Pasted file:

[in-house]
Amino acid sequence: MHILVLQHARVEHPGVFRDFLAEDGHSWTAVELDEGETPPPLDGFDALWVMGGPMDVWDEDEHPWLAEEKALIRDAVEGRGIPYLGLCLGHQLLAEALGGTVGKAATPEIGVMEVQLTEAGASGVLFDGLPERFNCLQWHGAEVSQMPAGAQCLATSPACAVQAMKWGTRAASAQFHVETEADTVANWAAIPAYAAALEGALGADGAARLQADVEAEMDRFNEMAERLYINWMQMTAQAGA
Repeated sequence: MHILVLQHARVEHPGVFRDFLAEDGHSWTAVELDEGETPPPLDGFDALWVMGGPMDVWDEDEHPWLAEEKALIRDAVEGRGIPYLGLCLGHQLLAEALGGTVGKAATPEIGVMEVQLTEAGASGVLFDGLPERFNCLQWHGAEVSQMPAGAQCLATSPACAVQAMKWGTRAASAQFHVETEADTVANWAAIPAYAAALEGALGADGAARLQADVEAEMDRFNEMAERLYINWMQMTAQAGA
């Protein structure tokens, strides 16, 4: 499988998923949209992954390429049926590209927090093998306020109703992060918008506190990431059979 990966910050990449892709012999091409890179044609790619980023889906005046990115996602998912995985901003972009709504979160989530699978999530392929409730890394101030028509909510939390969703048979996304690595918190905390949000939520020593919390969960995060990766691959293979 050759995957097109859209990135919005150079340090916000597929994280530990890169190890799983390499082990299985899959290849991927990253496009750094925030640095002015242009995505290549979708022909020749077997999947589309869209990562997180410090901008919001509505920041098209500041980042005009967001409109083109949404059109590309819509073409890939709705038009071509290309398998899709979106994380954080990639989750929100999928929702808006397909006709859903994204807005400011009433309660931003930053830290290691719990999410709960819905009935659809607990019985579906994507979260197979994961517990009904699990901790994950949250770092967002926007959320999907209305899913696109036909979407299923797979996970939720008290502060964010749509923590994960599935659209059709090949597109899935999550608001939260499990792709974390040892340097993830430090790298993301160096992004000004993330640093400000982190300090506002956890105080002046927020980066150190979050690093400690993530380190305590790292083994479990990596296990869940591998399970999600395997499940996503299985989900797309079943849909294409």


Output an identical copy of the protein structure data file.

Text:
[in-house]
Amino acid sequence: MHILVLQHARVEHPGVFRDFLAEDGHSWTAVELDEGETPPPLDGFDALWVMGGPMDVWDEDEHPWLAEEKALIRDAVEGRGIPYLGLCLGHQLLAEALGGTVGKAATPEIGVMEVQLTEAGASGVLFDGLPERFNCLQWHGAEVSQMPAGAQCLATSPACAVQAMKWGTRAASAQFHVETEADTVANWAAIPAYAAALEGALGADGAARLQADVEAEMDRFNEMAERLYINWMQMTAQAGA
Repeated sequence: MHILVLQHARVEHPGVFRDFLAEDGHSWTAVELDEGETPPPLDGFDALWVMGGPMDVWDEDEHPWLAEEKALIRDAVEGRGIPYLGLCLGHQLLAEALGGTVGKAATPEIGVMEVQLTEAGASGVLFDGLPERFNCLQWHGAEVSQMPAGAQCLATSPACAVQAMKWGTRAASAQFHVETEADTVANWAAIPAYAAALEGALGADGAARLQADVEAEMDRFNEMAERLYINWMQMTAQAGA
């Protein structure tokens, strides 16, 4: 499988998923949209992954390429049926590209927090093998306020109703992060918008506190990431059979 990966910050990449892709012999091409890179044609790619980023889906005046990115996602998912995985901003972009709504979160989530699978999530392929409730890394101030028509909510939390969703048979996304690595918190905390949000939520020593919390969960995060990766691959293979 050759995957097109859209990135919005150079340090916000597929994280530990890169190890799983390499082990299985899959290849991927990253496009750094925030640095002015242009995505290549979708022909020749077997999947589309869209990562997180410090901008919001509505920041098209500041980042005009967001409109083109949404059109590309819509073409890939709705038009071509290309398998899709979106994380954080990639989750929100999928929702808006397909006709859903994204807005400011009433309660931003930053830290290691719990999410709960819905009935659809607990019985579906994507979260197979994961517990009904699990901790994950949250770092967002926007959320999907209305899913696109036909979407299923797979996970939720008290502060964010749509923590994960599935659209059709090949597109899935999550608001939260499990792709974390040892340097993830430090790298993301160096992004000004993330640093400000982190300090506002956890105080002046927020980066150190979050690093400690993530380190305590790292083994479990990596296990869940591998399970999600395997499940996503299985989900797309079943849909294409």